Rome and surrounding areas could be rather harsh to Christians. The governments were corrupt with leaders who were largely immoral. How did Christians react to this? Paul’s letter to Timothy, an important sentiment is expressed:
“I urge that petitions, prayers, intercessions, and thanksgivings be made for everyone, for kings and all those who are in authority, so that we may lead a tranquil and quiet life in all godliness and dignity. This is good, and it pleases God our Savior.” (1 Timothy 2)
In view here was the desire for Christians to pray for their leaders, and to be able to live in peace, and to bring peace. Often Christians, especially in America, can feel great anxiety over interactions with the government, which God does tell us to obey. In Paul’s writings to the Romans, he tells them to be subject to their government (linked here so that you can read it as a letter rather than a set of numbered passages), to exercise good conduct, to pay taxes, and to show honor. This passage is sandwiched in between remarks that tell Christians,
If possible, so far as it depends on you, live peaceably with all. Beloved, never avenge yourselves, but leave it to the wrath of God, for it is written, “Vengeance is mine, I will repay, says the Lord.” To the contrary, “if your enemy is hungry, feed him; if he is thirsty, give him something to drink; for by so doing you will heap burning coals on his head.” Do not be overcome by evil, but overcome evil with good.
Owe no one anything, except to love each other, for the one who loves another has fulfilled the law. For the commandments, “You shall not commit adultery, You shall not murder, You shall not steal, You shall not covet,” and any other commandment, are summed up in this word: “You shall love your neighbor as yourself.” Love does no wrong to a neighbor; therefore love is the fulfilling of the law.
God does tell us to obey the government, but what if the government tells us to act in a way contrary to Christian principles? First, one must make sure that it’s truly an ungodly thing being commanded, and not just something that you don’t like. Having a tax increase to pay for an unneeded new park is a lot different than being told to go and hunt and kill some ethnic minority in order to “make the world a better place.” Jesus didn’t spend exactly a lot of time in legal disputes or trying to stir up dissension against the rulers that exerted power over the land where he lived. That’s important, because, “Our struggle is not against flesh and blood, but against the rulers, against the powers, against the world forces of this darkness, against the spiritual forces of wickedness in the heavenly places.” (Ephesians 6)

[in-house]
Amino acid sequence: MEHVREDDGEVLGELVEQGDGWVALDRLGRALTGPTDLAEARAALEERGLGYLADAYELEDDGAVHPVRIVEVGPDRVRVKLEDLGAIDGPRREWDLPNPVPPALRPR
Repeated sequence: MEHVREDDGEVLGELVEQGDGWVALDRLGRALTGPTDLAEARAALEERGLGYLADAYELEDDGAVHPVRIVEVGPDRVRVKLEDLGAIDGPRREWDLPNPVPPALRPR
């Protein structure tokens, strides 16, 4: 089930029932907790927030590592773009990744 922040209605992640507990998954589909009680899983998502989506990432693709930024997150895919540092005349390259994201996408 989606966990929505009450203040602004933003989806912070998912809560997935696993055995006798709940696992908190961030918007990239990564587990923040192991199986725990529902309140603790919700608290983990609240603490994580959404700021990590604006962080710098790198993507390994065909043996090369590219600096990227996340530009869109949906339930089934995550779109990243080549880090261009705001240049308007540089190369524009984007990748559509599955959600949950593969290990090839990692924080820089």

However, sometimes governments may encourage flat-out Satanic things. What if your government tells you to renounce Christ? Do you follow them then? “And they overcame him because of the blood of the Lamb and because of the word of their testimony, and they did not love their life even unto death.” (Revelation 12)
Do you reveal to the Nazi that yes, you are hiding a Jew under your floor? Philosopher Immanuel Kant held to the belief that you SHOULD give up the innocent because honesty was such an important part of rationality. In contrast, God’s people, and God’s remarks on their decisions, often show that sometimes it’s important to prioritize one value over another. Consider this:
After Rahab hid the Israelite spies on her roof among the stalks of flax (Joshua 2:6), she told the messengers of the King of Jericho (who were pursuing the Israelites) that the men in question had already left, and exactly where they went she did not know (2:4-5). However, (1) the Israelites had not left, and (2) she knew exactly where they were. In fact, after speaking to the king’s men, she went back up to the roof to speak with them and to help them safely escape (2:8-21).
Rahab was disobeying authorities. She was being deceptive. Yet Rahab, a prostitute, is mentioned in the New Testament alongside Moses and Abraham as to be esteemed most highly. While there are other examples, I think that what we see is that Romans 13 shouldn’t be taken in a vacuum. In fact, when considered alongside Paul’s other writings, it is largely the same as God’s instructions regarding children and parents and carries an important caveat. “Children, obey your parents IN THE LORD, for this is right.” (Ephesians 6:1; emphasis mine)
In general terms, Christ’s followers realized the important stipulation that, at times, “we should obey God rather than man.” (Acts 5) This means not warring against flesh and blood, but seeking to make one-on-one connections with people. Only by changing individuals can you change the course of a society.
I understand that this is not always a popular message, yet Satan is not harmed by our weapons, but by those which God supplies.